Parliament has initiated moves that seek to widen the scope of access to information to cover private bodies that perform public functions with state funds.

A report of the Committee on Constitutional, Legal and Parliamentary Affairs on the Right to Information Bill, 2013, a copy of which is in the possession of, discusses that the bill in its current form is “too restrictive” and therefore, has proposed that coverage be extended to cover private bodies.

“The Committee has observed that the Bill is applicable to only information held by government agencies. The Committee sees it to be too restrictive and therefore the coverage must be widened to cover private bodies that perform public functions with public funds.”

“The Committee is of the view that the public should be able to have right of access to information in the custody of private bodies or agencies, especially, if the disclosure is in the public interest. It is a fact that in modern governance, non-state actors influence the destinies of millions of people and hence, the necessity to extend the coverage to private bodies.”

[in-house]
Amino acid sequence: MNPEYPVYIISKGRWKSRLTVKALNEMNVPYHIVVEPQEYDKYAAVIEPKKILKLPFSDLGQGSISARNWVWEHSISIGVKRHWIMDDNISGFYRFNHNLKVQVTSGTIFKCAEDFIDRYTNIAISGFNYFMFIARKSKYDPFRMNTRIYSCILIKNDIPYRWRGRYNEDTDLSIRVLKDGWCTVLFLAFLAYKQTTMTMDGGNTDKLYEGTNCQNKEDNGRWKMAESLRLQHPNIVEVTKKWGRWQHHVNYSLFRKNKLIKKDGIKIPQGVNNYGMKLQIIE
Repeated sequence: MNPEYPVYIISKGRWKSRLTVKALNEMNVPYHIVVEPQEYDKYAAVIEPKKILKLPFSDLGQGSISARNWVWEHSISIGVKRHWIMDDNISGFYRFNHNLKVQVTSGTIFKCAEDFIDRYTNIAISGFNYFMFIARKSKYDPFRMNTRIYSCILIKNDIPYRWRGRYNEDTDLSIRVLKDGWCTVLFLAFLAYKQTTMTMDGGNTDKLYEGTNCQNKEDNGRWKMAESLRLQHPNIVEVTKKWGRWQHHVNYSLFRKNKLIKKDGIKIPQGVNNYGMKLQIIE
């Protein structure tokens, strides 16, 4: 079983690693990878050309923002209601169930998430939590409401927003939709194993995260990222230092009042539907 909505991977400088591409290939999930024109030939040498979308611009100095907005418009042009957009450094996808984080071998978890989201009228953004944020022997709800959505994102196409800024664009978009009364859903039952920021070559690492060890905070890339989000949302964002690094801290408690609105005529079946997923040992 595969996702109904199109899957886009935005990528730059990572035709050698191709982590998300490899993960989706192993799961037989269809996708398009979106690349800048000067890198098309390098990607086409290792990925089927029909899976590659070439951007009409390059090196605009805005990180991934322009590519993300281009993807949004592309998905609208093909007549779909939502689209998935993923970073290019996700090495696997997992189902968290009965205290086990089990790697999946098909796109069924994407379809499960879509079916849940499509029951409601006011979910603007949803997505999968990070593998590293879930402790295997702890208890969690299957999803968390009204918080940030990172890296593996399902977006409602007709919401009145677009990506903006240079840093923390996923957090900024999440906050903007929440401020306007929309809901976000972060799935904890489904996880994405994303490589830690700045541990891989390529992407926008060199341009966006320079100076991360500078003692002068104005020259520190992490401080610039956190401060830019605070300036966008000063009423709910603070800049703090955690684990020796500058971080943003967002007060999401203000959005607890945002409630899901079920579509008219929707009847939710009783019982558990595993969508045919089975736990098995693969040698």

To ensure fairness, the Committee has proposed that the term “government body” running through the Bill be substituted with the words “public institution” as done in other jurisdictions.

“This is applicable to both South Africa and Liberia. In both jurisdictions, the right of access to information applies to private entities that receive public resources and benefits or engage in public functions or provides public services, particularly, in respect of information relating to the public resources, benefits or services,” Chairman of the Committee, Alban Sumana Kingsford Bagbin argued in his report that was recently submitted to the plenary for consideration and adoption.